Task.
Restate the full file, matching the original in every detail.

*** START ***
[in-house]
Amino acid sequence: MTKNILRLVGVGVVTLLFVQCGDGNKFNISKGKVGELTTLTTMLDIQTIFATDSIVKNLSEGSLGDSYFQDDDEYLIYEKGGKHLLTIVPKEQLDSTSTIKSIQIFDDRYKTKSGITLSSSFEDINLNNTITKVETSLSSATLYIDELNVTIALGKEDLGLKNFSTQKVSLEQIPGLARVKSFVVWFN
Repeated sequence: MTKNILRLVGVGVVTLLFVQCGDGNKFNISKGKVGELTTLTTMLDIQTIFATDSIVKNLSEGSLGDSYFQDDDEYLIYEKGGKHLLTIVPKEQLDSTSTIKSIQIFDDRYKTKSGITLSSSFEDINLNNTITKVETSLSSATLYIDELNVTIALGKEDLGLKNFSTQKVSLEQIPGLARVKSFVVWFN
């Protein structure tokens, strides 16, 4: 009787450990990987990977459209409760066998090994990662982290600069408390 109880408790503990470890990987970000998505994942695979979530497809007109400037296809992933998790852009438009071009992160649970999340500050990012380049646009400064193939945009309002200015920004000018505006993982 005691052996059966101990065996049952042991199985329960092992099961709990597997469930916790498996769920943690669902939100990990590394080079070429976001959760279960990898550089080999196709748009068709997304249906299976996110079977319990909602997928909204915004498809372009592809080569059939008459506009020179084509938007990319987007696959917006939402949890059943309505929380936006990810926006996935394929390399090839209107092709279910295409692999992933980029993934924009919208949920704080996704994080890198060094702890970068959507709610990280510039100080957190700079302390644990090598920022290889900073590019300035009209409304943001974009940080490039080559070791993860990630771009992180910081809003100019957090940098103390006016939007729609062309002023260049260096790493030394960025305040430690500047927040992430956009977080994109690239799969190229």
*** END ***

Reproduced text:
[in-house]
Amino acid sequence: MTKNILRLVGVGVVTLLFVQCGDGNKFNISKGKVGELTTLTTMLDIQTIFATDSIVKNLSEGSLGDSYFQDDDEYLIYEKGGKHLLTIVPKEQLDSTSTIKSIQIFDDRYKTKSGITLSSSFEDINLNNTITKVETSLSSATLYIDELNVTIALGKEDLGLKNFSTQKVSLEQIPGLARVKSFVVWFN
Repeated sequence: MTKNILRLVGVGVVTLLFVQCGDGNKFNISKGKVGELTTLTTMLDIQTIFATDSIVKNLSEGSLGDSYFQDDDEYLIYEKGGKHLLTIVPKEQLDSTSTIKSIQIFDDRYKTKSGITLSSSFEDINLNNTITKVETSLSSATLYIDELNVTIALGKEDLGLKNFSTQKVSLEQIPGLARVKSFVVWFN
């Protein structure tokens, strides 16, 4: 009787450990990987990977459209409760066998090994990662982290600069408390 109880408790503990470890990987970000998505994942695979979530497809007109400037296809992933998790852009438009071009992160649970999340500050990012380049646009400064193939945009309002200015920004000018505006993982 005691052996059966101990065996049952042991199985329960092992099961709990597997469930916790498996769920943690669902939100990990590394080079070429976001959760279960990898550089080999196709748009068709997304249906299976996110079977319990909602997928909204915004498809372009592809080569059939008459506009020179084509938007990319987007696959917006939402949890059943309505929380936006990810926006996935394929390399090839209107092709279910295409692999992933980029993934924009919208949920704080996704994080890198060094702890970068959507709610990280510039100080957190700079302390644990090598920022290889900073590019300035009209409304943001974009940080490039080559070791993860990630771009992180910081809003100019957090940098103390006016939007729609062309002023260049260096790493030394960025305040430690500047927040992430956009977080994109690239799969190229």